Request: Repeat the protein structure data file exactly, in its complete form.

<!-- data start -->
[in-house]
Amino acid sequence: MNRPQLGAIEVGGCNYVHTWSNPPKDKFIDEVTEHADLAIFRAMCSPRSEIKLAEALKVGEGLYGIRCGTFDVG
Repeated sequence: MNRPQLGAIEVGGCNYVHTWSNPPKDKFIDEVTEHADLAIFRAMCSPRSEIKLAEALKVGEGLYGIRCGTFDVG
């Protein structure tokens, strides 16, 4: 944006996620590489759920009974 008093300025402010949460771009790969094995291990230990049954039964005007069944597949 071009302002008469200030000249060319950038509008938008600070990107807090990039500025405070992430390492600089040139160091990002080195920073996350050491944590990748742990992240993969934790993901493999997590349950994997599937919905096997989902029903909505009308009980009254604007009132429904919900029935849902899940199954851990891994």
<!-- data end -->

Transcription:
[in-house]
Amino acid sequence: MNRPQLGAIEVGGCNYVHTWSNPPKDKFIDEVTEHADLAIFRAMCSPRSEIKLAEALKVGEGLYGIRCGTFDVG
Repeated sequence: MNRPQLGAIEVGGCNYVHTWSNPPKDKFIDEVTEHADLAIFRAMCSPRSEIKLAEALKVGEGLYGIRCGTFDVG
């Protein structure tokens, strides 16, 4: 944006996620590489759920009974 008093300025402010949460771009790969094995291990230990049954039964005007069944597949 071009302002008469200030000249060319950038509008938008600070990107807090990039500025405070992430390492600089040139160091990002080195920073996350050491944590990748742990992240993969934790993901493999997590349950994997599937919905096997989902029903909505009308009980009254604007009132429904919900029935849902899940199954851990891994």